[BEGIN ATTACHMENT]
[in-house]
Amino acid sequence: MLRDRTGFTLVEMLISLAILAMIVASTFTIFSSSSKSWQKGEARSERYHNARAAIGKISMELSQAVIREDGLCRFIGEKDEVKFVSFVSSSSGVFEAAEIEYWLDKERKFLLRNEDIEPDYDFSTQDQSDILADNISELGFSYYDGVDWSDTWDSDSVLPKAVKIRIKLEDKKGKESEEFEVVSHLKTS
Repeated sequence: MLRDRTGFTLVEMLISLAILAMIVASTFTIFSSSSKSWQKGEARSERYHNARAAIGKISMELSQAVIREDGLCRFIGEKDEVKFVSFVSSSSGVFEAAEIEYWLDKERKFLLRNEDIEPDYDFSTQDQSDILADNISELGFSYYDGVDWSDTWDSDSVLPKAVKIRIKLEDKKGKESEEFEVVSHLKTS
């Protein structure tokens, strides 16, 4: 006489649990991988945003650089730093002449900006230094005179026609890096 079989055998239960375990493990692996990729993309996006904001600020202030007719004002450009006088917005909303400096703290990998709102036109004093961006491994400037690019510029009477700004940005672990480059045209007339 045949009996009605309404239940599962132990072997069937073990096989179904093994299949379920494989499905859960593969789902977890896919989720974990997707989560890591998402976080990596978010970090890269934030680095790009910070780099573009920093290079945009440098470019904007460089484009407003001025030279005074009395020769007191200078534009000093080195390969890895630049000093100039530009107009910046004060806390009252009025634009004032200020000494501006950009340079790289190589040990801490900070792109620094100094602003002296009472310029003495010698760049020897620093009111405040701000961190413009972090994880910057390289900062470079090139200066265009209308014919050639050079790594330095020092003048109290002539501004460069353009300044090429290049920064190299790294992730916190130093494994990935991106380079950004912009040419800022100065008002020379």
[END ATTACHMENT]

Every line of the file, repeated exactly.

[in-house]
Amino acid sequence: MLRDRTGFTLVEMLISLAILAMIVASTFTIFSSSSKSWQKGEARSERYHNARAAIGKISMELSQAVIREDGLCRFIGEKDEVKFVSFVSSSSGVFEAAEIEYWLDKERKFLLRNEDIEPDYDFSTQDQSDILADNISELGFSYYDGVDWSDTWDSDSVLPKAVKIRIKLEDKKGKESEEFEVVSHLKTS
Repeated sequence: MLRDRTGFTLVEMLISLAILAMIVASTFTIFSSSSKSWQKGEARSERYHNARAAIGKISMELSQAVIREDGLCRFIGEKDEVKFVSFVSSSSGVFEAAEIEYWLDKERKFLLRNEDIEPDYDFSTQDQSDILADNISELGFSYYDGVDWSDTWDSDSVLPKAVKIRIKLEDKKGKESEEFEVVSHLKTS
């Protein structure tokens, strides 16, 4: 006489649990991988945003650089730093002449900006230094005179026609890096 079989055998239960375990493990692996990729993309996006904001600020202030007719004002450009006088917005909303400096703290990998709102036109004093961006491994400037690019510029009477700004940005672990480059045209007339 045949009996009605309404239940599962132990072997069937073990096989179904093994299949379920494989499905859960593969789902977890896919989720974990997707989560890591998402976080990596978010970090890269934030680095790009910070780099573009920093290079945009440098470019904007460089484009407003001025030279005074009395020769007191200078534009000093080195390969890895630049000093100039530009107009910046004060806390009252009025634009004032200020000494501006950009340079790289190589040990801490900070792109620094100094602003002296009472310029003495010698760049020897620093009111405040701000961190413009972090994880910057390289900062470079090139200066265009209308014919050639050079790594330095020092003048109290002539501004460069353009300044090429290049920064190299790294992730916190130093494994990935991106380079950004912009040419800022100065008002020379």